In United States v. Munksgard, No. 16-17654 (Jan. 30, 2019) (Tjoflat, Marcus, Newsom), the Court affirmed the defendant's bank fraud and aggravated identity theft convictions.
As to the bank fraud conviction, the defendant argued that there was insufficient evidence because the government failed to prove that he knew that the bank was FDIC-insured at the time he submitted fraudulent loan applications. The Court recounted its history of annoyance at the government in previous cases for doing a poor job at proving a bank's insured status. The Court emphasized that contemporaneous evidence of insurance was best, that prior and subsequent insurance was second best, but that prior or subsequent insurance can be adequate. In this case, the government submitted sufficient, though hardly overwhelming, evidence because it introduced a certificate of FDIC insurance at the time the bank was chartered, the bank vice president testified that the bank was subsequently insured at the time of trial, and his testimony indicated that the insurance had not lapsed at the relevant time.
As to the aggravated ID theft conviction, the Court concluded that, when the defendant signed another person's name to the fraudulent contract submitted in support of the loan application, he "used" a "means of identification" within the meaning of 1028A. Emphasizing the plain statutory language and context, the Court rejected the defendant's argument that, because he only signed another person's name without attempting to impersonate that person or harming him, he did not "use" that identification.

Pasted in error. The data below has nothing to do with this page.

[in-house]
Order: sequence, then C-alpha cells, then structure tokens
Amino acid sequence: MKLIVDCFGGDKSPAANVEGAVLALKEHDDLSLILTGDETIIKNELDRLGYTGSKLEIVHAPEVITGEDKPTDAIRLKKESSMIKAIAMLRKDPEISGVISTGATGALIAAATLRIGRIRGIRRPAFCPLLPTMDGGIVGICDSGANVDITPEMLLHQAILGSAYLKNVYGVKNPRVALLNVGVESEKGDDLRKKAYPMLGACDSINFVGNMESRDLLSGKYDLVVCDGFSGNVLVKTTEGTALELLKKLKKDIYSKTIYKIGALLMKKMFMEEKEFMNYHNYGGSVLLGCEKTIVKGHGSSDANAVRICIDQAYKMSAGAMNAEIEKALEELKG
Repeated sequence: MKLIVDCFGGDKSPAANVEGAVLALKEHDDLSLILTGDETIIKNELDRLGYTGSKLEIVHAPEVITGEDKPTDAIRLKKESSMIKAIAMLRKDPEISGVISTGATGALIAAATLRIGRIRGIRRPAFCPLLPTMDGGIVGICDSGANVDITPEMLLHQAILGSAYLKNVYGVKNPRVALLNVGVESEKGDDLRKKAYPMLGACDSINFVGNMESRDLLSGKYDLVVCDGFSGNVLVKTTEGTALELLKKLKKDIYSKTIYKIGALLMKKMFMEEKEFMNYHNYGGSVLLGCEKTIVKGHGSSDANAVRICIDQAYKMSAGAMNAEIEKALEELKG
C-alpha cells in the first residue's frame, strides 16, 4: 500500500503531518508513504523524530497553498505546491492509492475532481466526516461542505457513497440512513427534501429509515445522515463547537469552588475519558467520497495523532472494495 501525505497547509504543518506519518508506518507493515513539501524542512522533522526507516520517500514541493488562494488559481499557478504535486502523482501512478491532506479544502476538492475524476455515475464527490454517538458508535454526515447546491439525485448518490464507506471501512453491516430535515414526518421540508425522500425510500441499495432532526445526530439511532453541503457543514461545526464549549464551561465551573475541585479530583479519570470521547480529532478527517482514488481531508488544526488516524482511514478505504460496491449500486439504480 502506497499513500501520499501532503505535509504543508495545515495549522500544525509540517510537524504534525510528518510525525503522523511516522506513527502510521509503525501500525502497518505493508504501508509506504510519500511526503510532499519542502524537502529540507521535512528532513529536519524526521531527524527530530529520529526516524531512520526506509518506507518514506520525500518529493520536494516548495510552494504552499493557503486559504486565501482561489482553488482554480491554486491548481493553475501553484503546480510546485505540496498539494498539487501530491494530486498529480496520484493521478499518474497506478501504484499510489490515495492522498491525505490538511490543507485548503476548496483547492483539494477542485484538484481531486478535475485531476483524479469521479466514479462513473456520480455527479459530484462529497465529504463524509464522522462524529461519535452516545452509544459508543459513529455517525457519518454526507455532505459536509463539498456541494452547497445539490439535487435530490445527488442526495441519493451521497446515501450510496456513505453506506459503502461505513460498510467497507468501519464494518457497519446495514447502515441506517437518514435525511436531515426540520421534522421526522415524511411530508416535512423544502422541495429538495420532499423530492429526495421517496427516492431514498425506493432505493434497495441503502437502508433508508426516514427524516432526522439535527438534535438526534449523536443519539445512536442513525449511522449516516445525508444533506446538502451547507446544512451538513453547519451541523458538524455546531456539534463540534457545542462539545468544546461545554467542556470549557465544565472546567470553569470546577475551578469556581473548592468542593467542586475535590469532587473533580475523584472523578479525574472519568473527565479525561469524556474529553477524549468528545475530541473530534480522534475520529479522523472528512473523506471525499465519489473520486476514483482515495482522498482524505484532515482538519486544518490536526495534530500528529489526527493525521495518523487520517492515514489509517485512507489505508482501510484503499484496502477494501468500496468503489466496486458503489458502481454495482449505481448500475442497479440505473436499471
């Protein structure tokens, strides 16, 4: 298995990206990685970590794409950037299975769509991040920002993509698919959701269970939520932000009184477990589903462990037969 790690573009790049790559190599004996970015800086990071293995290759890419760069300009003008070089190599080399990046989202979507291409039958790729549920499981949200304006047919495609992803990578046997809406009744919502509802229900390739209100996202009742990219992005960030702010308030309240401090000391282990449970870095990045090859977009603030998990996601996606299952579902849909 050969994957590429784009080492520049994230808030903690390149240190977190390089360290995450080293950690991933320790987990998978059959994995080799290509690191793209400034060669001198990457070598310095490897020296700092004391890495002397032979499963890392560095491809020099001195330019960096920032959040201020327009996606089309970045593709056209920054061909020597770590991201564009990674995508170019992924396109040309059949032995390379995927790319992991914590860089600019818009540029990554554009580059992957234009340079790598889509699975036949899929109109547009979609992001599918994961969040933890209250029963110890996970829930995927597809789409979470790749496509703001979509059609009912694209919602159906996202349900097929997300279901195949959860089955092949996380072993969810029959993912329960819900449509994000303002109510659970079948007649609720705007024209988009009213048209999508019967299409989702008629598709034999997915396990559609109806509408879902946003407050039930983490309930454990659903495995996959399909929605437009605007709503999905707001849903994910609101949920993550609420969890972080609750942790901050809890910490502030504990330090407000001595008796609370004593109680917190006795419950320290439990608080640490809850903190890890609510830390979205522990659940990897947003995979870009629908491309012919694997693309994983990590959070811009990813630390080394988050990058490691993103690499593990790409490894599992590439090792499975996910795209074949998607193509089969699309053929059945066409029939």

Judge Tjoflat dissented. In a lengthy opinion, he explained that he would have vacated the bank fraud conviction for insufficient evidence of FDIC-insurance status. He concluded: "The majority goes to great lengths to bail the government out. Nothing in our precedent compels this, and the Constitution doesn't allow it."